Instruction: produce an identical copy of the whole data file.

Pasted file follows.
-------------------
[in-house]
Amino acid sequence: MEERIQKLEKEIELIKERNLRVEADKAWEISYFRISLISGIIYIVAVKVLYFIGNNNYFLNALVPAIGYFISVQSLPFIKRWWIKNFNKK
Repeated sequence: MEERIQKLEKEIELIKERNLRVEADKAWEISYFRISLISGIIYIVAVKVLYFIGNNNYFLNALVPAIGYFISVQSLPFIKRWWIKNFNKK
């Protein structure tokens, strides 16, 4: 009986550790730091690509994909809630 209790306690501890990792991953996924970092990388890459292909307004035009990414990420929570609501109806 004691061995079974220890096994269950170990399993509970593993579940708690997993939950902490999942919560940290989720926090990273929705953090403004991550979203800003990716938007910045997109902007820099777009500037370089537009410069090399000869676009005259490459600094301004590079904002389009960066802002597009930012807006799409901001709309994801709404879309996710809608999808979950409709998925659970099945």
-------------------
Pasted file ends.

[in-house]
Amino acid sequence: MEERIQKLEKEIELIKERNLRVEADKAWEISYFRISLISGIIYIVAVKVLYFIGNNNYFLNALVPAIGYFISVQSLPFIKRWWIKNFNKK
Repeated sequence: MEERIQKLEKEIELIKERNLRVEADKAWEISYFRISLISGIIYIVAVKVLYFIGNNNYFLNALVPAIGYFISVQSLPFIKRWWIKNFNKK
């Protein structure tokens, strides 16, 4: 009986550790730091690509994909809630 209790306690501890990792991953996924970092990388890459292909307004035009990414990420929570609501109806 004691061995079974220890096994269950170990399993509970593993579940708690997993939950902490999942919560940290989720926090990273929705953090403004991550979203800003990716938007910045997109902007820099777009500037370089537009410069090399000869676009005259490459600094301004590079904002389009960066802002597009930012807006799409901001709309994801709404879309996710809608999808979950409709998925659970099945």